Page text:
Zoller|Biacsi Co., LPA
216-298-1186
Toll free877-858-5298
View Blog Navigation

Cleveland Family Law Blog

Shared Parenting Plans

A Shared Parenting Plan, also known as "SPP," is a detailed document which addresses the many different areas of care for the children whose parents are divorcing. Contrary to common belief, it is not simply a 50/50 visitation or "possessory time" plan.

The SPP is typically 20-25 pages in length, with the first 5 pages containing standard language discussing the parents' commitment to the plan and the rights the children have, one of which is the right to express love for each parent without having to hide it or fear the disapproval of either parent.

It's not over, until it's over ...

Many recently divorced people become frustrated after their "final" hearing because their case still requires legal work. Every case is different. However, many cases resolve with the requirement that certain accounts are equalized as of a certain date. Collecting and exchanging statements or other account information can take some time. Reaching additional, post decree agreements about the settlement of those accounts can also take some time. The momentum for buttoning up these details is often lost once the Judge grants the divorce.

When You Just Can't Get What You Want

This blog is solely the opinion of the writer and not necessarily that of the staff or firm of Zoller Biacsi Co., LPA. 

Have you ever tried to make somebody do something?

My aunt, when my kids were really little, once told me, "Pick your battles." In other words, don't make everything into a fight. Choose that which is important enough to enforce, and then let other things slide.

Divorce: Litigation v. Collaborative Process

One of the toughest, and saddest, things to accept in any failed marriage is the culpability of both parties in the breakup of the family.

Our firm represents both men and women, Plaintiffs and Defendants, those who have cheated and those who have been cheated on. We represent people accused of alcoholism and drug abuse, and we represent the accusers. Always, always, there are two people involved who are hurt badly, no matter what side they are on. Sometimes, the need for revenge is so strong, it makes people do remarkable damage to each other, to themselves, to their children.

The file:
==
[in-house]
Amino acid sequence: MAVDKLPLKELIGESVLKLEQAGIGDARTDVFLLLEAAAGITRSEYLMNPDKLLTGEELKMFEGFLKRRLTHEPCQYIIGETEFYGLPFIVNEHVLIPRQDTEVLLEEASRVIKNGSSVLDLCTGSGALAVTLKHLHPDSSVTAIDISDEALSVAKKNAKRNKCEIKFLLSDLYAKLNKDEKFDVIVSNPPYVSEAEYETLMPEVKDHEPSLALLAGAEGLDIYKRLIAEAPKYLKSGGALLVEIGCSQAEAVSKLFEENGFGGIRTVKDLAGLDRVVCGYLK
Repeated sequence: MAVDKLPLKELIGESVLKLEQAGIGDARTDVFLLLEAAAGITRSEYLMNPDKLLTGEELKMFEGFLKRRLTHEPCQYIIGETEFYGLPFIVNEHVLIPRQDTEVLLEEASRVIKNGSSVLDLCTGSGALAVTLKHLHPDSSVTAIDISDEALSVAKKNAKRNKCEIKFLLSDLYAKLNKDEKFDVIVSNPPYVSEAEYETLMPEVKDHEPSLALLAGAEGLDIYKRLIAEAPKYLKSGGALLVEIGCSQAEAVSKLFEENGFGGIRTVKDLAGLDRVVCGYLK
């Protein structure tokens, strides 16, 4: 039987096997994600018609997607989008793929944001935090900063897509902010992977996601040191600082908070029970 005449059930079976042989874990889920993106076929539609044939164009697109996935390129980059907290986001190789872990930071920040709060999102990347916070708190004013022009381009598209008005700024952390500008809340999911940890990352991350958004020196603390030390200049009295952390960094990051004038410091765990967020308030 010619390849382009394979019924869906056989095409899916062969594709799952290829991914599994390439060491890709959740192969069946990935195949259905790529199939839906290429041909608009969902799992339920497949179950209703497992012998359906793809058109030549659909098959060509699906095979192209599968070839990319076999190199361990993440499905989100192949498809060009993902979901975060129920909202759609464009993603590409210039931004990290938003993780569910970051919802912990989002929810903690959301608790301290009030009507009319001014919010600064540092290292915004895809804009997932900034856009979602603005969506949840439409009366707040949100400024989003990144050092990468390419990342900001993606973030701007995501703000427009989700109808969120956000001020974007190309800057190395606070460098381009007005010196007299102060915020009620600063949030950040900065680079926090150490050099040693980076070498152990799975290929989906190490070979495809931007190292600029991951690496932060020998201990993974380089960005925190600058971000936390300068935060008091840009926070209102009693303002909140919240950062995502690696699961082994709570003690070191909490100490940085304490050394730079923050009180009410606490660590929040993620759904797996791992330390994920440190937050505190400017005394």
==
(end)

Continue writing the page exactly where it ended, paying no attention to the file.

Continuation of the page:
Brave New Hope

I have a blended family, my kids belong to two blended families, I know friends and acquaintances that have blended families, and I work with blended families each day.

It's a nice pretty-sounding word: BLENDED. All mushed up together, like a milkshake. Or maybe, a business-like blended, as in "integrated" or "merged." Or swirled beautifully, all united in movement.

IT Security in Family Law Matters

A contested family law matter brings about certain IT security risks that may not seem obvious now, but may present grave problems in the future if they are overlooked. As family law attorneys, our job is to alert our clients - and potential clients - to these risks. Consider the following suggestions: 

What to Expect at the Final Dissolution Hearing

The dissolution hearing is the final step in the process of dissolving a marriage. Agreements have been reached through counsel or mediation, and the hearing simply puts the agreements into place, making them legally enforceable.  Prior to the hearing, you will have reviewed the Judgment Entry. This is the document that the Court will sign incorporating your agreements and adopting them as a court order. If there are children, both spouses will be required to attend a Parenting Seminar, and it must be attended prior to the hearing. If you receive a certificate of attendance, you will want to provide that to your attorney prior to the hearing so she can file it with the Court.

Unresolved Grief

As the person who accepts most of our potential client initial calls, I can assure you that I have heard more sad stories than you could ever imagine.

I've had unwed fathers call about girlfriends who are scheduled for an abortion, and the fathers wonder if they have any rights to the unborn child.

When Parenting Comes Lately

Many divorcing parents are surprised to learn that their spouse, when faced with daily separation from the children, seems to suddenly take interest in mundane parenting tasks like filling prescriptions and attending regular dental checkups. Take, for example, this recent conversation between parents:

Joe: Are you changing the children's dentist? Why didn't you discuss this with me? You are making unilateral decisions without me!

Cindy: Joe, I told you about the appointment so that you could be there if you want to be. I'm not doing anything without you.

Fresh Starts

Sometimes, we all find ourselves ready to try something new, to do something different. After years of shopping at the same store, you might decide to try a new place. After months of the same haircut, you go a little crazy and get a different style completely. After days of silence at home, you break it with an olive branch in the form of wine, cheese and crackers for your husband, along with some quiet talk laced generously with forgiveness and apology.

Sometimes, our changes are wonderful and work out well! We love the new store, the new haircut, the mended relationship. Other times, not so much.

Back To Top